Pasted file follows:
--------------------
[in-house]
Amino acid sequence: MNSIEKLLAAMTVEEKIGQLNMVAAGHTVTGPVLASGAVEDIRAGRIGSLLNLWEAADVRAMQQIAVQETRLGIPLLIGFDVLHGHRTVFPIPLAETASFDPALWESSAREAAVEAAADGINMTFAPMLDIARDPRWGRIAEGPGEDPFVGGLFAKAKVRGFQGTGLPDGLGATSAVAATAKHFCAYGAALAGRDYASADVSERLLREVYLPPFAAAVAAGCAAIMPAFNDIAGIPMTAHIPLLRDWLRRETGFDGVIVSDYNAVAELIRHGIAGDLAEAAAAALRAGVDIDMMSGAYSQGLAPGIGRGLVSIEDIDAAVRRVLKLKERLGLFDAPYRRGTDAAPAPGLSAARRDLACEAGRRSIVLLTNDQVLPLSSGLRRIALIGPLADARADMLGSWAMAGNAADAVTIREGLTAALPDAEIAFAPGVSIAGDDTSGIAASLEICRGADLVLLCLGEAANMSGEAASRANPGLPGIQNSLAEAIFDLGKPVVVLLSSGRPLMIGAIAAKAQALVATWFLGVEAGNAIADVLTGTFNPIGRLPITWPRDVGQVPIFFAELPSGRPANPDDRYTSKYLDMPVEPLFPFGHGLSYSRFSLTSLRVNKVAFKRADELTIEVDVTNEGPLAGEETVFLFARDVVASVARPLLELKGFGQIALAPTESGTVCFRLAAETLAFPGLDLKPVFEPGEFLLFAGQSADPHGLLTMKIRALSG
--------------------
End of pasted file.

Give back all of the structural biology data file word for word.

[in-house]
Amino acid sequence: MNSIEKLLAAMTVEEKIGQLNMVAAGHTVTGPVLASGAVEDIRAGRIGSLLNLWEAADVRAMQQIAVQETRLGIPLLIGFDVLHGHRTVFPIPLAETASFDPALWESSAREAAVEAAADGINMTFAPMLDIARDPRWGRIAEGPGEDPFVGGLFAKAKVRGFQGTGLPDGLGATSAVAATAKHFCAYGAALAGRDYASADVSERLLREVYLPPFAAAVAAGCAAIMPAFNDIAGIPMTAHIPLLRDWLRRETGFDGVIVSDYNAVAELIRHGIAGDLAEAAAAALRAGVDIDMMSGAYSQGLAPGIGRGLVSIEDIDAAVRRVLKLKERLGLFDAPYRRGTDAAPAPGLSAARRDLACEAGRRSIVLLTNDQVLPLSSGLRRIALIGPLADARADMLGSWAMAGNAADAVTIREGLTAALPDAEIAFAPGVSIAGDDTSGIAASLEICRGADLVLLCLGEAANMSGEAASRANPGLPGIQNSLAEAIFDLGKPVVVLLSSGRPLMIGAIAAKAQALVATWFLGVEAGNAIADVLTGTFNPIGRLPITWPRDVGQVPIFFAELPSGRPANPDDRYTSKYLDMPVEPLFPFGHGLSYSRFSLTSLRVNKVAFKRADELTIEVDVTNEGPLAGEETVFLFARDVVASVARPLLELKGFGQIALAPTESGTVCFRLAAETLAFPGLDLKPVFEPGEFLLFAGQSADPHGLLTMKIRALSG